Over the course of its early lifespan, the Switch has already managed to gather an extremely impressive library of third-party games to its repertoire. From hugely successful indies to critically acclaimed entries in long-standing JRPG franchises, it’s obvious that publishers and developers have noticed the success of Nintendo’s latest console. Continuing with the Switch’s recent streak of adding multiple different JRPG franchises to its library, Bandai Namco has added a well-known entry from one of its most famous series: Tales of Vesperia. However, this isn’t simply a port of an older game. Tales of Vesperia: Definitive Edition is a remaster of the PS3 port, with updated graphics, voice over, and extra content. So how well does it stack up to not only the original version, but the other JRPGs lining the Switch’s library?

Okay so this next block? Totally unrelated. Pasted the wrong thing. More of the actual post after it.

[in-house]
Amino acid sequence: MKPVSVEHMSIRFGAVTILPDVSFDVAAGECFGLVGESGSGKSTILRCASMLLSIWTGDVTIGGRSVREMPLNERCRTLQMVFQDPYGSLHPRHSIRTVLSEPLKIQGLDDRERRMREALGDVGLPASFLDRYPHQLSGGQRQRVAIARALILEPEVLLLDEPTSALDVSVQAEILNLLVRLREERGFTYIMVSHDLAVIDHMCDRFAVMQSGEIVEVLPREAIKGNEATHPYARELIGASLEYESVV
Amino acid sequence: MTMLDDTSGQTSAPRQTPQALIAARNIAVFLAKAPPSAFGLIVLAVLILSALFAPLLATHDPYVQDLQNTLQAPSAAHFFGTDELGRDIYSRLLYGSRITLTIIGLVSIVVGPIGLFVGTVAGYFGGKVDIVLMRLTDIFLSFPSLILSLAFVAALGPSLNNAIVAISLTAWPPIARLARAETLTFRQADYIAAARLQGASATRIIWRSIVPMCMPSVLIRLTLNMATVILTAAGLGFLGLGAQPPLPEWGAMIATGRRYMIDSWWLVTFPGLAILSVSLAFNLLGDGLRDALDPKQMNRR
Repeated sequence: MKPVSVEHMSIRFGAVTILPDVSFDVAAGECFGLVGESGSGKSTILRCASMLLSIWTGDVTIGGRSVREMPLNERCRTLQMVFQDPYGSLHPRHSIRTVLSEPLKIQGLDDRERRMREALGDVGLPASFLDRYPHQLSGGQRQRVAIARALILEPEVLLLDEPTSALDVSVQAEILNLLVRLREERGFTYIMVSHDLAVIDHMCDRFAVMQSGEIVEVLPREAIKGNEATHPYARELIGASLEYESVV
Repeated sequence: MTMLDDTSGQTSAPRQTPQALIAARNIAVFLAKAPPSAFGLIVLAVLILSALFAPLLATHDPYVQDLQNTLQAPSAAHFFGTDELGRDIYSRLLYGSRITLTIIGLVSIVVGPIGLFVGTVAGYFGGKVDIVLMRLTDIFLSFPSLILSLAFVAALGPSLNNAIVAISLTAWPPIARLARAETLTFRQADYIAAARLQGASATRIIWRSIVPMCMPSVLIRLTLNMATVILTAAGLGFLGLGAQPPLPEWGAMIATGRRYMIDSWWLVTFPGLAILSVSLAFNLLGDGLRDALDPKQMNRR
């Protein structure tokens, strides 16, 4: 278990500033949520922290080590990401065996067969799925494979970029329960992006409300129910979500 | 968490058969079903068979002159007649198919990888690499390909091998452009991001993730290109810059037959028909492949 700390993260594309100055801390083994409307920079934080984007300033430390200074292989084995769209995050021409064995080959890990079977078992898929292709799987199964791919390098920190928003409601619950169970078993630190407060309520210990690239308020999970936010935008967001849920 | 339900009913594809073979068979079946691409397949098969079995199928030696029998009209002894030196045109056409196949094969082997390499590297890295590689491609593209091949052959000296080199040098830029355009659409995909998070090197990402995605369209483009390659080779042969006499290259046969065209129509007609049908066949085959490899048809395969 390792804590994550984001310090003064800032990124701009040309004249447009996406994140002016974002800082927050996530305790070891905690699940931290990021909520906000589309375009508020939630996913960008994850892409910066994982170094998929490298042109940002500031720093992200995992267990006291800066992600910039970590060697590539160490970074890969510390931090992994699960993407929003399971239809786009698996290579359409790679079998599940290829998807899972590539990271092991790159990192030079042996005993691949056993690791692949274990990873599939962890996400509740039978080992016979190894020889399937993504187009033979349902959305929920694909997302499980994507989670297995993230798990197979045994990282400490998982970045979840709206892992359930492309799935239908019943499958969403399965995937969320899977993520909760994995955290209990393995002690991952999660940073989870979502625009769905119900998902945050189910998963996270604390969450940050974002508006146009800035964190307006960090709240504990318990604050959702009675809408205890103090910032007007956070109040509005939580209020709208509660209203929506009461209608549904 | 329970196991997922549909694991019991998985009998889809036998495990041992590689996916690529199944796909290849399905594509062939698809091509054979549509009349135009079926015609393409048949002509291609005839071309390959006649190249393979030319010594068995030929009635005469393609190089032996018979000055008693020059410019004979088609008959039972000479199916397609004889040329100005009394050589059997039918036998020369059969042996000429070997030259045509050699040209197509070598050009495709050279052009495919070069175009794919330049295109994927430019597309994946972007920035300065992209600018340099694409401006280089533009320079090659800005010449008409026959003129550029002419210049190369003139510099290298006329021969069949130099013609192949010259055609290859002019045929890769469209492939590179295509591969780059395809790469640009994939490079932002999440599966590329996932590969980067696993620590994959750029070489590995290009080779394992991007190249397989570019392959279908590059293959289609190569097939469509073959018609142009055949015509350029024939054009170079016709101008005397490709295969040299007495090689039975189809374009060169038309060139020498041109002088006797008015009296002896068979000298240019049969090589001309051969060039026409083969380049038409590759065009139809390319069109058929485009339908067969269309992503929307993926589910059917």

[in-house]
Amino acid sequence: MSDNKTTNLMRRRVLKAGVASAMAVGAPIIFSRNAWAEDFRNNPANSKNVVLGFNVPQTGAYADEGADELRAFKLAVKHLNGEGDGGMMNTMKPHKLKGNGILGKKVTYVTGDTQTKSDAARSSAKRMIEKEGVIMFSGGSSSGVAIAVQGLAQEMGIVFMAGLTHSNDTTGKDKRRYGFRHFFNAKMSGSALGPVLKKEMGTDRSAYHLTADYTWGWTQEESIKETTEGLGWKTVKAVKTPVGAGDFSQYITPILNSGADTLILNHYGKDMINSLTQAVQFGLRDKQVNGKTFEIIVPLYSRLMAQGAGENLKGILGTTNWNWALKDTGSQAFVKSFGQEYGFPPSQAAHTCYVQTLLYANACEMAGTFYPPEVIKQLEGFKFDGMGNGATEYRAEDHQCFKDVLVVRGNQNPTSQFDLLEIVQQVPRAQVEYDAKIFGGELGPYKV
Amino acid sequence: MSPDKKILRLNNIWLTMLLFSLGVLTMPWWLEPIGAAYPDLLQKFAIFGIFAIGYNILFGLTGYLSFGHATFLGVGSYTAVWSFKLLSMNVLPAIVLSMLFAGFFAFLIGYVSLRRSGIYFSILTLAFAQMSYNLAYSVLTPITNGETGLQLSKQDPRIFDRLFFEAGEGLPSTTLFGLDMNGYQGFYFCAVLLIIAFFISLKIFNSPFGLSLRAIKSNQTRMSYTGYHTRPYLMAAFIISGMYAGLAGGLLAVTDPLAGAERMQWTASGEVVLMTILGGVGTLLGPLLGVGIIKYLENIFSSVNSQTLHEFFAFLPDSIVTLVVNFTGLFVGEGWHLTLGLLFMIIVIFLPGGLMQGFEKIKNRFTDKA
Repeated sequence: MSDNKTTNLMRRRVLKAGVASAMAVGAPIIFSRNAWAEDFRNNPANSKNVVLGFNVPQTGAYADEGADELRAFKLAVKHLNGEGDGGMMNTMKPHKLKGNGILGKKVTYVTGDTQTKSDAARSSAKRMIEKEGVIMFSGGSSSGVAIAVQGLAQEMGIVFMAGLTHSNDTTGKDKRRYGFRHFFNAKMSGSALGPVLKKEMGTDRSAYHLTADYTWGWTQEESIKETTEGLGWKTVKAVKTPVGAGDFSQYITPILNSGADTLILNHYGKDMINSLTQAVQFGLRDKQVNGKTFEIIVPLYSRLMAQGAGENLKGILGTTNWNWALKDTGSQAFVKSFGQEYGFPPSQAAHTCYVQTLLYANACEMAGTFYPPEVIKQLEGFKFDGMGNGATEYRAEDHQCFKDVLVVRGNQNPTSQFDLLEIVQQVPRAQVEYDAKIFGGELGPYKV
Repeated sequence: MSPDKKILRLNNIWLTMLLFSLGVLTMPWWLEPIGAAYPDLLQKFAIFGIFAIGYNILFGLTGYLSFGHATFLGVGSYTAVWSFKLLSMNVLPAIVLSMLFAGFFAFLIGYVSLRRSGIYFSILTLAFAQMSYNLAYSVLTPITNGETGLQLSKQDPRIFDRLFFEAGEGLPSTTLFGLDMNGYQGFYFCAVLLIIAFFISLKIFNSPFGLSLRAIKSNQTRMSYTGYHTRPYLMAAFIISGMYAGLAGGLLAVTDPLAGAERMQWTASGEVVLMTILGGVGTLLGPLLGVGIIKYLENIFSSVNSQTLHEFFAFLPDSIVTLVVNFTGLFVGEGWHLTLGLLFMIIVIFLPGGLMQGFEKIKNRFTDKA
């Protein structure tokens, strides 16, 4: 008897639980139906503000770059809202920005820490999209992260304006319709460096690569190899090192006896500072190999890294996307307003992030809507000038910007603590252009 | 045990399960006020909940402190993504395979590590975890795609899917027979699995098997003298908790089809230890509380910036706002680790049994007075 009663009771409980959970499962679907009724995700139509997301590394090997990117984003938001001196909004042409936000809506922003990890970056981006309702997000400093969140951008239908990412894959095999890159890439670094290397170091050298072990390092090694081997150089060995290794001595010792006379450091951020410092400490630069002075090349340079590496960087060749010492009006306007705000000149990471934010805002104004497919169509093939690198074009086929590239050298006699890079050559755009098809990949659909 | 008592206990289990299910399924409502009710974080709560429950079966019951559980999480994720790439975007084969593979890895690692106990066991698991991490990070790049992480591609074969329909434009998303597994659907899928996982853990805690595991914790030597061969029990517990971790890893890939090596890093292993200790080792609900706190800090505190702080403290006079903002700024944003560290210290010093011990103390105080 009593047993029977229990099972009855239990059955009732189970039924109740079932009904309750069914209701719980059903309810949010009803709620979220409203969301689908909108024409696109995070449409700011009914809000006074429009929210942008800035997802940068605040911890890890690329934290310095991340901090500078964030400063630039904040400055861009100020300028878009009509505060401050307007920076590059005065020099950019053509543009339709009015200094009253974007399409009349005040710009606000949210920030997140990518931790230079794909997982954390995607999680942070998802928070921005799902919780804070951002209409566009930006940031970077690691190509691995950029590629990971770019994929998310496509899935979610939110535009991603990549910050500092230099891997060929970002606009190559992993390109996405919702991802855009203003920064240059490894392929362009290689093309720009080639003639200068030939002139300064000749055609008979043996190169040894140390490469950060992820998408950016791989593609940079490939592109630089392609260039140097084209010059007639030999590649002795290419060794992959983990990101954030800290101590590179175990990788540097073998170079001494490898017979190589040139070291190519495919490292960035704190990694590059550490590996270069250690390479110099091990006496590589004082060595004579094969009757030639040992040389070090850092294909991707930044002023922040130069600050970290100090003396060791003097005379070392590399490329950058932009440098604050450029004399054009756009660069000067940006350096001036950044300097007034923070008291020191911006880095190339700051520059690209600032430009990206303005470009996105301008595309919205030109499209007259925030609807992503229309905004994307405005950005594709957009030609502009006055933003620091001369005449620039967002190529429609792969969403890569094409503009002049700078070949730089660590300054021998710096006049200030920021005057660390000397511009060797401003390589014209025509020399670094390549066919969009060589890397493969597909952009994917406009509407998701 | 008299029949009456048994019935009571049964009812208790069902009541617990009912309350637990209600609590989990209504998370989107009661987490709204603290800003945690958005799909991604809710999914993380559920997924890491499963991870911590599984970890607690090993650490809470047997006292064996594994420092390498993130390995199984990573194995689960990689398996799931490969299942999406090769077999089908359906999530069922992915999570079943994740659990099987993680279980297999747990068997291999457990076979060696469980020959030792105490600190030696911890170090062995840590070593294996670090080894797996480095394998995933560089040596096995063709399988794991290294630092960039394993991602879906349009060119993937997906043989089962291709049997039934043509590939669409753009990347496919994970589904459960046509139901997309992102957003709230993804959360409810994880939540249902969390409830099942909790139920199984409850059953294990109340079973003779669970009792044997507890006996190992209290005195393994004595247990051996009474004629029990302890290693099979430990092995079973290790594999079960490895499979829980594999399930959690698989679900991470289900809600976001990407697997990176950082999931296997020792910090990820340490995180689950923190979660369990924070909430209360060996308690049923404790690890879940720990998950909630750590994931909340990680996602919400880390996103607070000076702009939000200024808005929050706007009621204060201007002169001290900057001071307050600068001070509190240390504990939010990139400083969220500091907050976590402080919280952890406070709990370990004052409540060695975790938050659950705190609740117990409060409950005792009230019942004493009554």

[Review] Katamari Demacy Reroll

Posted on 4 months ago by (@LyonHart_) in Reviews, Switch | 0 comments | 0 Likes

System: Switch
Release date: December 7, 2018
Developer: Bandai Namco
Publisher: Bandai Namco


Since 2004, Katamari Demacy has always held a special place in the gaming spectrum with its quirky design but colorful and lovable world that has players simply rolling up items to make the biggest possible star that they can. What started off as a school project would end up becoming a series that would span well over a decade of titles across a multitude of platforms and become one of the most beloved niche classics known today. It’s been a long time since Katamari Demacy had a proper installment, but Katamari Demacy Reroll sees the Switch go back to the series’ beginning.

[Review] Gris

Posted on 4 months ago by (@P_Trah) in Reviews, Switch eShop | 0 comments | 0 Likes

System: Switch (eShop)
Release date: December 13, 2018
Developer: Nomada Studio
Publisher: Devolver Digital